* RK Review: The Yankee Years (at long last)

February 21, 2009 · 1 comment

by Joe Torre and Tom Verducci
Doubleday

The former manager of the New York Yankees — and one of its most successful — teams up with Sports Illustrated’s senior baseball writer for this unique and somewhat baffling presentation. Although Joe Torre gets top billing as the nominative author, the reader will get the impression that Tom Verducci is telling the story, since the narrative is written in the third person.

Torre was a former All-Star and Most Valuable Player during his 18-year career. He also managed the New York Mets, Atlanta Braves and St. Louis Cardinals before taking over the reigns of the Yankees.

For the most part, this is a standard baseball tale of hard work, success and frustration. The last element is especially so when one understands that George Steinbrenner, has been one of the most hands-on (or meddlesome, depending on one’s point of view) owners in the long history of the game. He went through managers like a cold sufferer goes through a box of tissues. Since acquiring the team prior to the 1973 season, he had hired — and fired — 13 field generals, including Billy Martin five times and four others at least twice. Torre added a stability to the team that hadn’t been known since Casey Stengel led them to a constant stream of pennants and world championships from 1949-60.

From the very beginning, Torre took control over a mix of veterans and rookies and molded them into a team, as trite as that might sound: The Yankees ran off a string of three consecutive World Series titles and four in five years thanks to a core of players like Paul O’Neill, Bernie Williams, Tino Martinzez, Scott Broscius, as well as up and comers like Derek Jeter, Jorge Posado, and Mariano Riveria.

Ultimately, The Yankee Years is a sad tale on the natural order of things in the sports world. Athletes grow older, lose their prowess and are replaced by others who may be better or worse, with different drives and agendas. That was part of Torre’s downfall. The players who followed O’Neill, Williams, and company seemed less interested in the Yankee tradition and more in individual performances. Some — like David Wells, Kyle Farnsworth, Carl Pavano and Kevin Brown, to name a few —were a constant source of disappointment. The Yankees kept winning, but the spark and joy were missing.

Working for Steinbrenner and his minions presented its own set of difficulties, constant scrutiny and job security being two of them. Despite his huge success, someone was always looking over Torre’s shoulder, quick to criticize if some bit of strategy backfired or if things weren’t running smoothly. After an initial euphoria, the tone of The Yankee Years becomes more forlorn with every chapter. Baseball fans know the inevitable outcome — Torre was not retained following the 2007 season and was named manager of the Los Angeles Dodgers (which he led to the playoffs last year) — but Verducci hammers the point home with passages such as “It was the 1,294th win with the Yankees for Torre, including postseason play, over 12 seasons. It would be the last,” and “He showered, dressed and left his office and the clubhouse believing this would be the final time he would do so as manager of the New York Yankees. He did not look back.” It is also telling that the book jacket features a picture of Torre walking away from the camera.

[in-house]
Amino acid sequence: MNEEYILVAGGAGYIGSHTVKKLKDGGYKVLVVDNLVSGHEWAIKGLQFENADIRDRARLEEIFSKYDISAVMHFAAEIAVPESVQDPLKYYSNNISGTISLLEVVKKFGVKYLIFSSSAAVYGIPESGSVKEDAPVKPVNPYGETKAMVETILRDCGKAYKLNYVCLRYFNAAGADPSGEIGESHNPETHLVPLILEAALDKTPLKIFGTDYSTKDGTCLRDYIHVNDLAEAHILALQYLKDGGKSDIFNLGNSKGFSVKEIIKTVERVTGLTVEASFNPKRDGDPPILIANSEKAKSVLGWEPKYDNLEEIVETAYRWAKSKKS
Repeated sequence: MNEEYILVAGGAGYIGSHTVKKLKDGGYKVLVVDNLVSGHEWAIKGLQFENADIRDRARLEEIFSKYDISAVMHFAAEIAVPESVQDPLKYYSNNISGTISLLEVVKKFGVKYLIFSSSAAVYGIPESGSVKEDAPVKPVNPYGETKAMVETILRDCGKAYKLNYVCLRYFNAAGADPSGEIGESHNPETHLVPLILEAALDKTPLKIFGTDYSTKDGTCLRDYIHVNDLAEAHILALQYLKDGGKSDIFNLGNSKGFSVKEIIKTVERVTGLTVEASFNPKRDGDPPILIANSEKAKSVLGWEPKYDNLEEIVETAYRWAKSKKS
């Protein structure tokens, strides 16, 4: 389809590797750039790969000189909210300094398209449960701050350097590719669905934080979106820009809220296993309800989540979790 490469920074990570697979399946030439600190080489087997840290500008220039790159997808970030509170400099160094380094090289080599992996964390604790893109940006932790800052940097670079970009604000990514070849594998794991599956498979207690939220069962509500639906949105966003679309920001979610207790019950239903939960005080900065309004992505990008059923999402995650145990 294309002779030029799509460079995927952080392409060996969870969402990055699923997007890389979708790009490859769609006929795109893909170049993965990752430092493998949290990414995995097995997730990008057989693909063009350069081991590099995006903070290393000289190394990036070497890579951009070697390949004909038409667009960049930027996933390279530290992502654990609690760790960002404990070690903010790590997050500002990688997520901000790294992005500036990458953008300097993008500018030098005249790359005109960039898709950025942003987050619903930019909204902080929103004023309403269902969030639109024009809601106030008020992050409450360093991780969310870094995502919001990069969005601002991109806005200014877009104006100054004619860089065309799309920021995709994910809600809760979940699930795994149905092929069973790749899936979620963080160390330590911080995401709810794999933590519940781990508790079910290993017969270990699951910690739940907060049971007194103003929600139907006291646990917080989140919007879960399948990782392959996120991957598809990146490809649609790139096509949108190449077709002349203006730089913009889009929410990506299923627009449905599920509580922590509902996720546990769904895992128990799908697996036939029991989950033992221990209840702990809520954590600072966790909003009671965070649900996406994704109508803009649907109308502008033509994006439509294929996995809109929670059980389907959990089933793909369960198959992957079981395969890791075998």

The pre-publication hullabaloo over The Yankee Years, Joe Torre’s “autobiography/memoirs,” can be summed up with a Shakespeare title: Much Ado About Nothing. Like the trailer of a two-star movie, the media — many members of which admitted not to have read the book in its entirety as they made their comments — cherry-picked parts for maximum bang. In particular, they focused on Torre’s remarks about Alex Rodriguez, whom he characterized as high-maintenance, more concerned with how he looked and performed than with his contributions to the team’s success. They failed to mention that Torre also praises Rodriguez: “Nobody has ever worked harder in my memory than this guy,” he writes.

Torre also expresses disappointment in his deteriorating relationship with Brian Cashman, the Yankees general manager, whom he accuses of not supporting him when the chips were down. To use an analogy from my favorite TV show, Lost, Torre is the John Locke character, a man of faith, while Cashman is Dr. Jack Shepard, the man of science.

Taken as a whole, The Yankee Years is a standard bit of baseball memoir, no worse and perhaps better than others that have been published in recent years, but certainly not worthy of all the hype it received. Too bad it couldn’t have had a happier ending.

A version of this review appears on Bookreporter.com.

— Reviewed by Ron Kaplan

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  • * BaseballinDC

    I thought Tom Verducci’s reporting dovetailed nicely with Torre’s recollection of his tenure. The account of how Boston lured Curt Schilling who had declared he would only play in NY or Philly after leaving AZ, and was the final piece of the puzzle in its ascendancy, was worth the purchase price alone. I had a much better sense of how the game got to where it is today and what a truly revolutionary period it went through from 1995-2007 thanks to this book.

    Theo Epstein and Mark Shapiro (GMs of Boston and Cleveland) are given a lot of coverage here, and one of the book’s themes is how NY’s cash worked against it as other teams developed analytics to offset the Yankees’ money, which would up creating the parity we see today in baseball.

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